Initiations
Legends
Narrative

Moki Hana – the Haunted Dormitory

The informant is an 18-year-old college student attending university in Hawaii. She was born and raised in the Bay Area, California, but has a great deal of family living in Hawaii who she visited frequently when growing up. While I was on a hike with the informant in San Ramon, California over spring break, she was describing her dorm to me and began to tell the story of how it came to be haunted.

“I live in a dorm called Moki Hana on campus. I first heard of the ghost from my RA, he told us about it on the first day we moved in. There’s a closet on my floor on the side of the bathroom with a sink in it that is used as a janitor’s closet. In the 80s a freshman hung himself in that closet, on my floor, and his ghost haunts the tower. The Resident Assistants have to stay in the dorms over the summer and one night one of them felt a really sharp pain on her chest and couldn’t get up, and she refused to sleep in the dorms for a few weeks. You’re not supposed to sleep with your feet to the door because it’s a way for spirits to enter your body. Also nobody will go to the bathroom during witching hour because they don’t want to encounter him. I just try to be respectful when I’m talking about it, especially if I’m in the dorms. Anywhere on campus or in the local vicinity they call the dorm ‘Moki Haunted.’”

In this ghost story, a tragic event that actually took place in the Moki Hana dormitory, the suicide of a freshman student, is transformed into a persistent haunting that affects any student who lives in the dorms. Upon hearing of this, I was reminded of previous conversations that I have had with the informant in which she has emphasized that Hawaii has an extensive history of spirituality, and I believe that this coupled to the sense of isolation and unfamiliarity that many college freshman face when moving to an island away from home serves to amplify the fear instilled within the students who are placed in Moki Hana dorm. The informant’s Resident Adviser may or may not believe in the ghost, but I think that his purpose in informing the freshman who live in the haunted dorm about it is in part to make them aware, but moreso to provide a sense of unity among the residents and as a way of initiating them into the dorm, as for the year they live in Moki Hana the common fear of encountering or upsetting the ghost of the student who committed suicide there will function to bring the residents together.

Legends
Narrative

The Night Marchers

The informant is an 18-year-old college student attending university in Hawaii. She was born and raised in the Bay Area, California, but has a great deal of family living in Hawaii who she visited frequently when growing up. While I was on a hike with the informant in San Ramon, California over spring break, I asked if she could talk about some traditional Hawaiian beliefs, and she described the Night Marchers.

“Basically, the Night Marchers are a tribe of old Hawaiian warriors that walk certain paths throughout the Hawaiian Islands, usually during the night. They don’t necessarily go around killing things, but if you’re caught in their path then you have to get naked and lay in the fetal position to show submissiveness. You’ll know they’re coming because you’ll hear the sound of beating drums and see torchlights. Sometimes to show that you are truly submissive to them you even have to pee yourself. You also have to keep your eyes closed and can’t look them in the eye. If you have Hawaiian blood in you, hopefully one of your ancestors will notice you and save you, but if you do not, and especially if you aren’t submissive or don’t get in the fetal position, there’s a chance the Night Marchers will kill you. Not necessarily on the spot, but there have been cases where someone encounters the Night Marchers and has died a few nights later.”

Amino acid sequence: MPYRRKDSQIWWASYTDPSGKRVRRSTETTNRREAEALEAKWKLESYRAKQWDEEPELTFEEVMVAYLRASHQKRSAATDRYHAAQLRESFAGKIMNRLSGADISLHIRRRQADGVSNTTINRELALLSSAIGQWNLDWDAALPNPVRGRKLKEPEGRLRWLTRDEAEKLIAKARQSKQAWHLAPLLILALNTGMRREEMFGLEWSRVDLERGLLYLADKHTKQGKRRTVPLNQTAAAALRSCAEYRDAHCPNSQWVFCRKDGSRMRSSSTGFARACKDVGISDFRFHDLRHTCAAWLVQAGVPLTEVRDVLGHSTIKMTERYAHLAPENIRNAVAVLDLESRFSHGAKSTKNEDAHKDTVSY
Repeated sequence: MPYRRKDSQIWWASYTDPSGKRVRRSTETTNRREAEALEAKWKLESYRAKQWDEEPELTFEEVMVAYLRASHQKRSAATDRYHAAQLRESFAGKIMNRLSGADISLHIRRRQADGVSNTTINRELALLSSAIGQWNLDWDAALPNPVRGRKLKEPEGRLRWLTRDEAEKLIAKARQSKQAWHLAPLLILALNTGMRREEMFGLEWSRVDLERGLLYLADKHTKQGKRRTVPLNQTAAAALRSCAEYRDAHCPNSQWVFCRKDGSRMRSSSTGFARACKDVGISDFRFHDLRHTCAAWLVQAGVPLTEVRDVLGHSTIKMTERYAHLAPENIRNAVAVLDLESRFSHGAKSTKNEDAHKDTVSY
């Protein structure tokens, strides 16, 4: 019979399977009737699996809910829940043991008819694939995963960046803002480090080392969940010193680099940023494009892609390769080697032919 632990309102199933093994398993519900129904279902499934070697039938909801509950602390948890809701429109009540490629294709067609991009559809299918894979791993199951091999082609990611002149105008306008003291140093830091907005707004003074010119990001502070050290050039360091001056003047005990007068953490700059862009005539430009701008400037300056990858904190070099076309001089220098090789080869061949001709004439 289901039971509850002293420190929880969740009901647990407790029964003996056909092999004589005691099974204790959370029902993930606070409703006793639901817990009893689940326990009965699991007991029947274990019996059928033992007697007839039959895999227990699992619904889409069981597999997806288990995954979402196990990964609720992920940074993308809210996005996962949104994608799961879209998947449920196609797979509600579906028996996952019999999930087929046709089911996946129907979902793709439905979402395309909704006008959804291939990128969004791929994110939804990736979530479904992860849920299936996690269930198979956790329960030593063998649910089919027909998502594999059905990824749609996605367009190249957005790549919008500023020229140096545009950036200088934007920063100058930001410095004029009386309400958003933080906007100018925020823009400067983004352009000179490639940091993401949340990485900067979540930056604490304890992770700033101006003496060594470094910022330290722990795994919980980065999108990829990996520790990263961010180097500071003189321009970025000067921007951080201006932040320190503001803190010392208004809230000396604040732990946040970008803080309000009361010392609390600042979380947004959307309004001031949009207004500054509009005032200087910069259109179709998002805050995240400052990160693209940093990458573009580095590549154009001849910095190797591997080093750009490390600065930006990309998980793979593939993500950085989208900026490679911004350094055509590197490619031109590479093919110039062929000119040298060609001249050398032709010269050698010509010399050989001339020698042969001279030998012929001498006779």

By representing warriors that fought to protect Hawaii in the land’s past, the Night Marchers are a manifestation of the island’s tumultuous past and the lengths that native Hawaiian’s ancestors have taken to protect their customs and traditions. The way in which a person is supposed to react when caught in the Night Marchers’ path highlights the considerable respect that Hawaiian natives have for their ancestors. By stripping and laying in the fetal position, anyone who encounters the Night Marchers must make themselves entirely vulnerable, showing that they do indeed have respect for their ancestry and the land. This legend shows the importance that islanders place on nativity, as having a blood-relative in the Marchers can guarantee one’s safety. It seems that the ultimate purpose of this legend for Hawaiians is to warn anyone against disrespecting their native islands, or else be prepared to suffer the consequences.

general

The Night Marchers

“The legend of the Night Marchers takes place on the west coast of Oahu, on a beach called Keawa-Ula Bay. Basically, a few days of the year the spirits of dead Native Hawaiians march from the mountains to the ocean in order to somehow reach the afterlife. They pound their drums and carry torches, and anyone who gets in the way of their march is never seen again, so people are supposed to stay inside if they ever hear the marching. My parents told this one to me when I was a kid, and they taught about it in elementary school too. I think it’s mostly used by parents to warn their kids from going outside at night, at least that’s how it was for me.”

 

The person I got this from is one of my 19-year-old friends at USC. He’s lived all of his live in Hawaii, and even though he isn’t racially Hawaiian (half Japanese, half Guatemalan), he and his family are very immersed in Hawaiian culture. To him, this legend evokes memories of his home and childhood, and it reminds him of his cultural

background.